30 Shortly after I acquired chambers I equipped myself with some law reports, including a set of authorised reports which I purchased from Neville Wran. The Chancery component of those reports was in pristine condition and had clearly never been opened.

31 Michael McHugh was my first President of the Bar Association and in one of my earlier substantial cases I was led by Michael and R D Giles for the stockbroking firm of Meares & Phillips. Brian France was the principal of that firm and I am pleased to say, not only that we have since become neighbours and friends, but that Brian and his wife, Pip, are here this morning. The judge in that case was John Kearney, who was a cousin on my wife’s side. He was a model of an Equity judge and I am sorry that he, like my father in law, Peter Hollingdale, did not live long enough to join us on this occasion. Peter’s wife, Patricia, is however here.

32 In the beginning I did lots of little equity cases, often defending the indefensible for a small finance company that did not stay in business. As my responsibilities broadened I spent more time in the Commercial List. For my generation the most significant judicial force of the 1980s was Andrew Rogers. I was there at his first Friday list in December 1979 and frequently throughout the ensuing decade. I know that I am not alone in saying what a transformative effect he had on the practice of commercial law at that time. He is currently overseas, but we have corresponded, and I regard myself as professionally indebted to him.

33 I am also indebted to two other icons of the New South Wales Bar, one living and one dead. The living one is of course the indestructible Tom Hughes. The other, equally obviously, is Peter Hely. I spent much time with each of them and in one notable case the three of us were together. The lessons they taught me were priceless.

34 As the cycle progressed I became in turn indebted to my own pupils and juniors with whom I worked closely. Some have now taken silk and two have become judges – in other places. They all know who they are and they have left me with many fond memories.

35 In recent years I became rather more relaxed about my cases and even contemplated an alterative existence. This came home to me about eighteen months ago when my opponent was complaining loudly, with perfect justification, as any normal barrister would have done in the circumstances. My only retort was to say, “John, lighten up, it’s only a case”.

36 I have had three clerks, all of whom are here today. Paul Daley was the first, then there was Greg Isaac and later for many years Bob Rymer. Each possesses a practical wisdom drawn from years of clerking for multiple barristers with disparate personalities and practices. I am fortunate indeed to have good men like them to guide me.

37 My secretary, Sue Page, has been with me for over twenty-five years. Because Sue has never worked on Fridays I thought that my appointment would mean the end of a successful partnership, but to my great surprise and delight she welcomed the change as much as I did and I’m happy to say that our collaboration will continue. However, as the relationship is a work in progress I should save the praise for a later occasion. But she knows how much I value her. At the front desk I have been blessed by administrative staff whose company and conversation have frequently brightened my day. I will certainly miss them.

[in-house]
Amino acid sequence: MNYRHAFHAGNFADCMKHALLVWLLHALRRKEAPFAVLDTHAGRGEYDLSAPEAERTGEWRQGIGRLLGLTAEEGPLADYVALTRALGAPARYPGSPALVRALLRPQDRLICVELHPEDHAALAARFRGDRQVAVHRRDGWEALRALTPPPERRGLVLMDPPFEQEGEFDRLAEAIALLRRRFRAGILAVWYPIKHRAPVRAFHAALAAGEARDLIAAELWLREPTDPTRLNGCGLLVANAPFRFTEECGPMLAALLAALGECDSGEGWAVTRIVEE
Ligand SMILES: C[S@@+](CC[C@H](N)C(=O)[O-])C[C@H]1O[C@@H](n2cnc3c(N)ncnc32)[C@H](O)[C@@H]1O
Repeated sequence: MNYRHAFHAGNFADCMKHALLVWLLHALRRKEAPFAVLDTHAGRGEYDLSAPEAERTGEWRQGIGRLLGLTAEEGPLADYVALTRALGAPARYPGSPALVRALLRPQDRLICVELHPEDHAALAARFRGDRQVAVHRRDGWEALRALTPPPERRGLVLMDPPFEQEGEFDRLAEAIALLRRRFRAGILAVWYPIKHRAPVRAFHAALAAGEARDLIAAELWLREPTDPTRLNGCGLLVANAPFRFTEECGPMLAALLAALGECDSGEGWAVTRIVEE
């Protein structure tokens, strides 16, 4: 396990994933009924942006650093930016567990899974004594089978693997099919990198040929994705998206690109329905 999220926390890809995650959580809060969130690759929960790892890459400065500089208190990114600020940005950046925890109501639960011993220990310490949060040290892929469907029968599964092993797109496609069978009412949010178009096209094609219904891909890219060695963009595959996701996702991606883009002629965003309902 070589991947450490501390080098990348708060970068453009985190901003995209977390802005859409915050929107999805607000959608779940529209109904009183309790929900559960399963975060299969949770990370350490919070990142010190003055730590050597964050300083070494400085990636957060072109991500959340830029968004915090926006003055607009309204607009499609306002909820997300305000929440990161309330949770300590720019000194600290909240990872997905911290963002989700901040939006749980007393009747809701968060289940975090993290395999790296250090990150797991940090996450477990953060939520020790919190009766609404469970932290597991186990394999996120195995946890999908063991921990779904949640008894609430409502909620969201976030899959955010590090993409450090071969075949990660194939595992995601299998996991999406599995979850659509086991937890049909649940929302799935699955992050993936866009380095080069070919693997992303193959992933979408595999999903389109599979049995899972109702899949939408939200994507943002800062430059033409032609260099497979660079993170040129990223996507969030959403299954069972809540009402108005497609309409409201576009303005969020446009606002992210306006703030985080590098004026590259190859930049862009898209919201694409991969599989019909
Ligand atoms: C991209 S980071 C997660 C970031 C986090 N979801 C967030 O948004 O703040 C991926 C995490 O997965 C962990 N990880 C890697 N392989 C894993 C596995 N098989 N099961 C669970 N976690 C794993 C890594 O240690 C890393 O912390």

38 I should say something about my parents and siblings. I wrote a few lines in my book about my colourful childhood, about long journeys on ships and memories of colonial parade grounds. Through all of those moves and cultural changes my brother and sister and I, and our parents, were a unit whose closeness my parents forged. That closeness has remained to this day and now includes our spouses. My parents have done many other good things but that was one of their greatest gifts and I thank them for it.

39 I hold the view that a public occasion like this is not an appropriate forum for the expression of private affection, or at least not too much. However, my wife, Gillian, has travelled with me a long way from an early age. I’m not certain of her precise age at the time, but when she jumped over the fence and into my car, I had full knowledge that she was still at school.

40 She is the daughter and granddaughter of a solicitor and well made for the role she has now assumed. Her wisdom and caution are a counterweight to my frequent enthusiasm and occasional excesses. She has been a guiding light for me in more ways than I would care to express. For some years she has thought that I was at risk of straying from the straight and narrow. With my acceptance of this appointment I think she believes that I have returned to normality.

41 Two of our children, Harriet and India, are currently in the United States and two, Olivia and Nicholas, are here this morning. All of them are inspirations to me and each of them has a recognisable determination and strength of personality that makes me proud.

42 Many of our friends are here from all stages of my life and I am grateful for their presence. I am grateful too to so many of my colleagues for doing me the honour of attending this ceremony.

43 I have had a fortunate professional life so far but I do not know what the future holds or how I will fare as a judge. I have been flattered by the confidence in me that many of you have expressed but it would be unwise to make any predictions. All I know is that I am usually economical, I am not by nature indecisive and nor is professional courtesy something which I find difficult. And I think I understand barristers.

44 Chief Justice, thank you for the privilege of allowing me to serve on your Court. I will endeavour to discharge faithfully the responsibilities that have been entrusted to me. **********